Answers to QUIZ TIME.
And here’s why.
We only have a front view of this bird. The light source is filtering through from behind, not great light.
The bird in the photo is a buteo, not an accipiter (Cooper’s hawk). There are three buteos in our area at this time of year, Broad-winged, Red-shouldered, and Red-tailed Hawks. They are all a different size, the broad-winged the smallest, red-tailed the largest. But there’s nothing to compare this bird to, to judge its size. No help there.
Forget about the tail color (red-tailed hawk) since we can’t see the tail.
Cutting to the punch, only a red-tailed hawk would have streaks across the lower chest/upper belly as does the hawk in the photo. The other hawks either have brown streaks throughout the underparts (immature) or reddish barring (adults). It’s a red-tailed hawk.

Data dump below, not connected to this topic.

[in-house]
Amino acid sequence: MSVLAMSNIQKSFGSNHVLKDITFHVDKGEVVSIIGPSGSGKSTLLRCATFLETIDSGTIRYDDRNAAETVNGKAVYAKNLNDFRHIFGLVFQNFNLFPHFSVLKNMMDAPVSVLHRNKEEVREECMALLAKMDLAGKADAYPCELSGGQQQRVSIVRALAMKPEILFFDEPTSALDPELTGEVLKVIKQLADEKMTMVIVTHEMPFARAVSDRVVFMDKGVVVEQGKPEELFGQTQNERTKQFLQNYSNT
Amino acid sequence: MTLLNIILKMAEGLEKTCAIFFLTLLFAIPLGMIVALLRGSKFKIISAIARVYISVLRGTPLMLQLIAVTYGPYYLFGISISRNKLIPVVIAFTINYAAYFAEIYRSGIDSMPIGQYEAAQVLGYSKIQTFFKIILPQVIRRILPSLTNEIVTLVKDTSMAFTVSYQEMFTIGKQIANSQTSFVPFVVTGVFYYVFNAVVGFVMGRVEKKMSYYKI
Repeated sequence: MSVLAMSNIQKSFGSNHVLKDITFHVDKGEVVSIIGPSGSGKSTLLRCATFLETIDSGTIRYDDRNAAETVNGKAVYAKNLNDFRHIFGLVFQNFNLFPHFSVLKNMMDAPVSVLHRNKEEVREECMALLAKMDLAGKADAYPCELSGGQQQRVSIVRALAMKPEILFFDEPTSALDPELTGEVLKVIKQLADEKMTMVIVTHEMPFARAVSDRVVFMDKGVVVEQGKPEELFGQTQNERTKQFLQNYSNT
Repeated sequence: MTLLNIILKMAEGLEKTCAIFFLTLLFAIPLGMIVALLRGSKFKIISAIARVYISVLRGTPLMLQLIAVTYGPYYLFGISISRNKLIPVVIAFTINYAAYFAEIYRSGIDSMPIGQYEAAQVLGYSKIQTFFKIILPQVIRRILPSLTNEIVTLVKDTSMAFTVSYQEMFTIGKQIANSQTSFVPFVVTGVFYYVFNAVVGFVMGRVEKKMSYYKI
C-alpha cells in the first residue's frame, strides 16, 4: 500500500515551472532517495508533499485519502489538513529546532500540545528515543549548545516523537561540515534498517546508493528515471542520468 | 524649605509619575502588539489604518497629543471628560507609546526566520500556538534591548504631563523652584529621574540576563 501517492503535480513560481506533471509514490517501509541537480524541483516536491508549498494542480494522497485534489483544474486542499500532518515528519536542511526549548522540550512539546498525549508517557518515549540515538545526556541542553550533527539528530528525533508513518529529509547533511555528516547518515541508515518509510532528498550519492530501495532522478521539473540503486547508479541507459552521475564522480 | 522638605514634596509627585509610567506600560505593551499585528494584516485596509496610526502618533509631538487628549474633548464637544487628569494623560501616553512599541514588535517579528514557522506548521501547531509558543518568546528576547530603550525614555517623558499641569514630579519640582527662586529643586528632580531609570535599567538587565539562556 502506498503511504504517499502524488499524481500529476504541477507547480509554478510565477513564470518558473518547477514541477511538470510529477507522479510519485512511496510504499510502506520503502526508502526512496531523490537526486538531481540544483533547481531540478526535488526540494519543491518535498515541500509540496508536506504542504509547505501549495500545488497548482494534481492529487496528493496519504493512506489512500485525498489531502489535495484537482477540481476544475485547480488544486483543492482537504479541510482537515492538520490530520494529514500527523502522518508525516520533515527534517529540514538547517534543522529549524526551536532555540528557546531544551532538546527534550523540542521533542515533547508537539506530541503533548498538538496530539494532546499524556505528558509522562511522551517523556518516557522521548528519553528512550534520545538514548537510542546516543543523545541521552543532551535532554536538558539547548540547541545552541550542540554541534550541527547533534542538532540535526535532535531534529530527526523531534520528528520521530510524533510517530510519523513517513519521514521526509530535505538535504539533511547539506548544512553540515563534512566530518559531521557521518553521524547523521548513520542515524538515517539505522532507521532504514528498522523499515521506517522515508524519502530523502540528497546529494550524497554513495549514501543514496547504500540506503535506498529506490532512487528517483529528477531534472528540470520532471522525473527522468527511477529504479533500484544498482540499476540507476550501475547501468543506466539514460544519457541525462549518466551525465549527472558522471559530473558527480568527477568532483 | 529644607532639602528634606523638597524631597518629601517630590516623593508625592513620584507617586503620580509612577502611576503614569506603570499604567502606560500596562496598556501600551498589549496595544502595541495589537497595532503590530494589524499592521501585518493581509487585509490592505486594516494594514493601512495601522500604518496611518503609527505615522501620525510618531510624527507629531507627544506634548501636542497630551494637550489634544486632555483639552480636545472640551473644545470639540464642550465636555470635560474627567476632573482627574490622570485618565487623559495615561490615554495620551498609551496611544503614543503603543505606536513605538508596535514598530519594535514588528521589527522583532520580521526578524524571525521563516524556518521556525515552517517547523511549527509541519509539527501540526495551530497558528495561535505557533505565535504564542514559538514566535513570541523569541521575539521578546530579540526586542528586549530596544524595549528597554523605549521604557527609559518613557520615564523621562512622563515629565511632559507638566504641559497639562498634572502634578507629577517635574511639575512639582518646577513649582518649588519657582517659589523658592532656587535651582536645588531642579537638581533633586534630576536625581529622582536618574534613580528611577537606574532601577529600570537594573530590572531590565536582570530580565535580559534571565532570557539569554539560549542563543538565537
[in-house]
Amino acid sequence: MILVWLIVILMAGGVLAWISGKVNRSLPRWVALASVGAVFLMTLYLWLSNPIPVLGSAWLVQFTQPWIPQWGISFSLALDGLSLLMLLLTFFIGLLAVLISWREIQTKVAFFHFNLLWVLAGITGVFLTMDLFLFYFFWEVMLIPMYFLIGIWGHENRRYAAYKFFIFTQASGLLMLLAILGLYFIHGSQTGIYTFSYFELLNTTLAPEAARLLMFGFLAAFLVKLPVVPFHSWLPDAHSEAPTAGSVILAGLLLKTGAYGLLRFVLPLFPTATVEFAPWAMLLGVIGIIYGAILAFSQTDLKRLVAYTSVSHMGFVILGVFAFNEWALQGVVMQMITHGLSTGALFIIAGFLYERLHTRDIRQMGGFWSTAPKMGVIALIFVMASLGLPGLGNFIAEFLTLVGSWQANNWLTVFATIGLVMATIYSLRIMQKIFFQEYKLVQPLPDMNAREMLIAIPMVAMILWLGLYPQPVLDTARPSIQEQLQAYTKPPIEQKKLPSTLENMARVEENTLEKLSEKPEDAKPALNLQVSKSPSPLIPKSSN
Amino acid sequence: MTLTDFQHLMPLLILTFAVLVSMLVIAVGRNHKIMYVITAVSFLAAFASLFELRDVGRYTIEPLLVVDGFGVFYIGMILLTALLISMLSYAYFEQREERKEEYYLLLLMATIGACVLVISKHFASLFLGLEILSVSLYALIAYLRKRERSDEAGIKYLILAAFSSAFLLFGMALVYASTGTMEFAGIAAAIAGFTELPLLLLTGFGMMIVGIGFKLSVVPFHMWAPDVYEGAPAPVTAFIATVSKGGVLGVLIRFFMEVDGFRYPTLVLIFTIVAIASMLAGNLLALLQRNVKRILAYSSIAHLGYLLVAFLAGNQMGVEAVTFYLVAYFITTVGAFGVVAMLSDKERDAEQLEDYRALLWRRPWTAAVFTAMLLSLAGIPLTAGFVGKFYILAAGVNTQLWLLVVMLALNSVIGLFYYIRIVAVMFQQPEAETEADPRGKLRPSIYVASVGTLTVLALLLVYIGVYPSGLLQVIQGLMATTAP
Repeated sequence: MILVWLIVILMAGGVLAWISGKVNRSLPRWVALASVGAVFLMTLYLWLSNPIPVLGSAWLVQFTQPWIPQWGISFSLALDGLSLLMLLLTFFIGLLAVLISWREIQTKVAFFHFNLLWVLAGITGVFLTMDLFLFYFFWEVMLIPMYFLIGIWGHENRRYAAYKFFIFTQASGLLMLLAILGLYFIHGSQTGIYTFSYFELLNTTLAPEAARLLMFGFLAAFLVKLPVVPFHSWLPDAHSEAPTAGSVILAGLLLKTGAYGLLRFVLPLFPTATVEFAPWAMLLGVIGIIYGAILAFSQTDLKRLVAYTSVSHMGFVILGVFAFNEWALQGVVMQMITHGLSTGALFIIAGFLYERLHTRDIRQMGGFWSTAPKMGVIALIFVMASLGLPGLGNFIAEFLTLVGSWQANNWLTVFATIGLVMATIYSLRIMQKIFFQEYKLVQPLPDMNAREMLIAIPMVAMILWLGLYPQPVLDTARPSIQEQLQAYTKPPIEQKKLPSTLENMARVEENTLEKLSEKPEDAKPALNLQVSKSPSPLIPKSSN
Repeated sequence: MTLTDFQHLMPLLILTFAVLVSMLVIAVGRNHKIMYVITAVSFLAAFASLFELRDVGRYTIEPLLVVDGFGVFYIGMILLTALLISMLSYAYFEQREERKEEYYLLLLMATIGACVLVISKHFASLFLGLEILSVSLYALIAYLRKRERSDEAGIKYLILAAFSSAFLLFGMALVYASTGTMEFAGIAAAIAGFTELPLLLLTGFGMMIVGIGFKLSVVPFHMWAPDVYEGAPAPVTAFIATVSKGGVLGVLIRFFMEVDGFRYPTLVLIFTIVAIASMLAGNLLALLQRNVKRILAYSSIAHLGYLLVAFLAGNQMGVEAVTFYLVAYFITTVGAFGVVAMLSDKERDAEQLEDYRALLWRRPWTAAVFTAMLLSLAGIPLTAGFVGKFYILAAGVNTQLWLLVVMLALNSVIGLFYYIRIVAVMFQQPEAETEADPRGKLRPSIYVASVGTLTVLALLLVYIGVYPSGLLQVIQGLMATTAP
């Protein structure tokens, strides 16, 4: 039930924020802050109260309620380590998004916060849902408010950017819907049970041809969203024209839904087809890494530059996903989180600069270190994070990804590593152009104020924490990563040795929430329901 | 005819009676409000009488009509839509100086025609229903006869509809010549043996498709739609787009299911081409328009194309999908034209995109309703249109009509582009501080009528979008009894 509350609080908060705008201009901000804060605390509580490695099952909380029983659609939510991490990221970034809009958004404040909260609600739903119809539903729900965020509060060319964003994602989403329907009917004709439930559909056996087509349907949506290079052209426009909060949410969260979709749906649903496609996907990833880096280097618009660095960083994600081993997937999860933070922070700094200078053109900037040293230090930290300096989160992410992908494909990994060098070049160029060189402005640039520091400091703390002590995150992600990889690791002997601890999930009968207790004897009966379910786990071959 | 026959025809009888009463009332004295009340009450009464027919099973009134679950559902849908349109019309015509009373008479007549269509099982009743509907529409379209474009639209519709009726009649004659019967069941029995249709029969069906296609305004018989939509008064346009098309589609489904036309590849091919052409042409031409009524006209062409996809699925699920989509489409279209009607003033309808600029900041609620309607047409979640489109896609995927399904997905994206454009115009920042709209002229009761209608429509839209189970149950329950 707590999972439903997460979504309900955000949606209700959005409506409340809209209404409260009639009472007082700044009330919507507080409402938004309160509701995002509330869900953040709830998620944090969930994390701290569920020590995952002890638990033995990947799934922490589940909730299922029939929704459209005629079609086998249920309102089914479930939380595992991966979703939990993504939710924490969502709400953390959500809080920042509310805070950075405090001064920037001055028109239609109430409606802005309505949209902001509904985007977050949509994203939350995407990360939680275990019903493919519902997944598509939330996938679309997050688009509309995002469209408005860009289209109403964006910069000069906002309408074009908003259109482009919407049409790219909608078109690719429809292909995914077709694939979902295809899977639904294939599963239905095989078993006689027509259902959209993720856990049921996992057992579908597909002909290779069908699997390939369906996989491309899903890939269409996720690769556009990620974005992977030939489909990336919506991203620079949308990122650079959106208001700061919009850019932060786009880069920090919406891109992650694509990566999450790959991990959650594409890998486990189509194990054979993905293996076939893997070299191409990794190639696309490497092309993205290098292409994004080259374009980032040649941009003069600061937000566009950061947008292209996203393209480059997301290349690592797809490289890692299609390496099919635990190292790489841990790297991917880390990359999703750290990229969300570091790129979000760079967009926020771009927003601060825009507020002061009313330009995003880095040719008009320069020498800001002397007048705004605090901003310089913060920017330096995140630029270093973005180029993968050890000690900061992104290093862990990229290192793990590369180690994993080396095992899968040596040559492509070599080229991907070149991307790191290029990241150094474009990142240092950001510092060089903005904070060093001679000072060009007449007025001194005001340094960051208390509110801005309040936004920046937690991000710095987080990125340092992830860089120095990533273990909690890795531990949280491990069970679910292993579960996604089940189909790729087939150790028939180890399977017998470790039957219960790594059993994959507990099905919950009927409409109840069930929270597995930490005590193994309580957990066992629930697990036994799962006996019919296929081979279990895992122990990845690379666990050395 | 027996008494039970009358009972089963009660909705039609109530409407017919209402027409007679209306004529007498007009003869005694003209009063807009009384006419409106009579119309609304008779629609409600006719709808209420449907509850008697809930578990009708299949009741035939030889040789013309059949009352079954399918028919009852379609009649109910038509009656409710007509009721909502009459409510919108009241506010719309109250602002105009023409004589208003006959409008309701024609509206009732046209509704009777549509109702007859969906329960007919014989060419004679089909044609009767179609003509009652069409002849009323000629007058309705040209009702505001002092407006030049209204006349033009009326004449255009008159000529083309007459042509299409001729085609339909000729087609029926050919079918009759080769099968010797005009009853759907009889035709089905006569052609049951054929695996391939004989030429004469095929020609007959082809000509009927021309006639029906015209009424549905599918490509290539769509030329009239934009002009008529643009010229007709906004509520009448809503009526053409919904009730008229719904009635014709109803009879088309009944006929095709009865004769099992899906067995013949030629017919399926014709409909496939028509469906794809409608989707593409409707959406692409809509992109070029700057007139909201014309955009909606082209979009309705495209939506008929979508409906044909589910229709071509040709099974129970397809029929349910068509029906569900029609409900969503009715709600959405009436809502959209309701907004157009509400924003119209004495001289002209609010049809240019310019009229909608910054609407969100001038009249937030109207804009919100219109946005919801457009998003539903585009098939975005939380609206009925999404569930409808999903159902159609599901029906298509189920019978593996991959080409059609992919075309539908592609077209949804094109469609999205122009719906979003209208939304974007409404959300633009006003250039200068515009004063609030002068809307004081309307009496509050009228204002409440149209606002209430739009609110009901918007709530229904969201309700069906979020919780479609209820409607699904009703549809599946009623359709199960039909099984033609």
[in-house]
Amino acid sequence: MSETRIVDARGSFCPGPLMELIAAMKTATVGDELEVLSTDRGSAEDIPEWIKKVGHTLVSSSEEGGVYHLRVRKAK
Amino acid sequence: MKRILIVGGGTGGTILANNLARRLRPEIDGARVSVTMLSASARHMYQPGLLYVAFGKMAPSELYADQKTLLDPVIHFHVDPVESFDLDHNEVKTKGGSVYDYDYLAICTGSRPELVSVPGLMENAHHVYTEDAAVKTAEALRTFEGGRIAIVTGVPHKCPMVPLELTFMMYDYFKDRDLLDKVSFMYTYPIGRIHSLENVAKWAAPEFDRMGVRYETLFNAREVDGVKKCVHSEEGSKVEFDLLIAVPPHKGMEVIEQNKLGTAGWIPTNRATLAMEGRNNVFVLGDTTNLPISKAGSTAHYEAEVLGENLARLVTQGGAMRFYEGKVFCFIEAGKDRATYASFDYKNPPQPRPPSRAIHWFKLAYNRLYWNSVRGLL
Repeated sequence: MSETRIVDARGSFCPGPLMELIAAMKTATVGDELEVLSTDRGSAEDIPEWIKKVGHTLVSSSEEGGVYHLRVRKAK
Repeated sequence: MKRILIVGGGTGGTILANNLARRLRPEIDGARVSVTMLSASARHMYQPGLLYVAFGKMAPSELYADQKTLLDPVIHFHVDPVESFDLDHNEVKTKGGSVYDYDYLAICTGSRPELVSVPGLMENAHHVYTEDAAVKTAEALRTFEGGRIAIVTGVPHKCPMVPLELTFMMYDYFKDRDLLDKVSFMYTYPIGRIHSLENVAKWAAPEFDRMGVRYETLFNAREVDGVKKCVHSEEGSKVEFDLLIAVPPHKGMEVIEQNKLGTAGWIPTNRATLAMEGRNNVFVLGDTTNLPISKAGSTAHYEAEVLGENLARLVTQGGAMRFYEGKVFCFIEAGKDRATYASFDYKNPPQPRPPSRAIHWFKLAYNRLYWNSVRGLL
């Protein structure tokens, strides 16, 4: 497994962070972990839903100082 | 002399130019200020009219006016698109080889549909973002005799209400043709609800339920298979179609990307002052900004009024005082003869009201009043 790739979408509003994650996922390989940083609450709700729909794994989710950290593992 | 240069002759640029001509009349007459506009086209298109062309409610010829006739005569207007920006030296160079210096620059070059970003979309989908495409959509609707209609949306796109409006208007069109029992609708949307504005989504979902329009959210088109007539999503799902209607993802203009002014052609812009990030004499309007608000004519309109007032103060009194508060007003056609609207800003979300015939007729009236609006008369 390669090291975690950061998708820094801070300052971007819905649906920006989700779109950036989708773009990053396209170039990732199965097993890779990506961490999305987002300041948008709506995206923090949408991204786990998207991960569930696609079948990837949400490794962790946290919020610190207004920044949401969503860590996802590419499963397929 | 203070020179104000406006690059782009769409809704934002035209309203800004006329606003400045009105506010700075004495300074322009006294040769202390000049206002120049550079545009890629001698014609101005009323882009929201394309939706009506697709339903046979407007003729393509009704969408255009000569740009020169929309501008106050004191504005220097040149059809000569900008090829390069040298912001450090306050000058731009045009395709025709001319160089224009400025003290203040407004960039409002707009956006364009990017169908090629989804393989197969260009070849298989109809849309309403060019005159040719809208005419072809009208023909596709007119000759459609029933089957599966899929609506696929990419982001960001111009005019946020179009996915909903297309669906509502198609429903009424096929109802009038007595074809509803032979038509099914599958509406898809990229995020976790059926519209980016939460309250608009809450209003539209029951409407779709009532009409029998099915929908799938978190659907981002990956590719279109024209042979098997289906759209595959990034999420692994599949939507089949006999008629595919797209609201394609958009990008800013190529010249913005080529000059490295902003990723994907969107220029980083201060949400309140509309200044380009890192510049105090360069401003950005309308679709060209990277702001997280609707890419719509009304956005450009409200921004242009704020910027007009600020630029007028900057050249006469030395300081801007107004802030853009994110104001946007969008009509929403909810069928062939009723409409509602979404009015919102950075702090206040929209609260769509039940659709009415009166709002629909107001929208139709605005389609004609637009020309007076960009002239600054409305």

I saw and heard the bird in person and witnessed its behavior. Although behavior is very helpful in determining the age of a live bird, it’s of little use with a static photograph.
When red-tailed hawks hatch they have blue or gray eyes. The eyes turn yellow soon out of the nest and eventually become brown.
Fresh from the nest, eastern red-taileds have a slight reddish cast to the clear area of the breast. I’ve seen this described as rufous, ochre, or buff colored. It fades quickly and by fall it’s usually gone.
The eyes of the bird in the photo look gray to me and there is a blush of reddish, rufous, or ochre on the clear area of the breast. I’d say this bird is not long out of the nest, recently fledged.
The limb the bird is standing on is of little or no help in identifying the tree in this photo. The leaves behind the bird are terrifically useful. I know of no other tree in our area that has leaves that are swallowtail-shaped at the tip. Most leaves terminate in a point, a somewhat rounded point, or are completely rounded.
This is a Tulip Tree or Yellow Poplar. But you already knew that, didn’t you?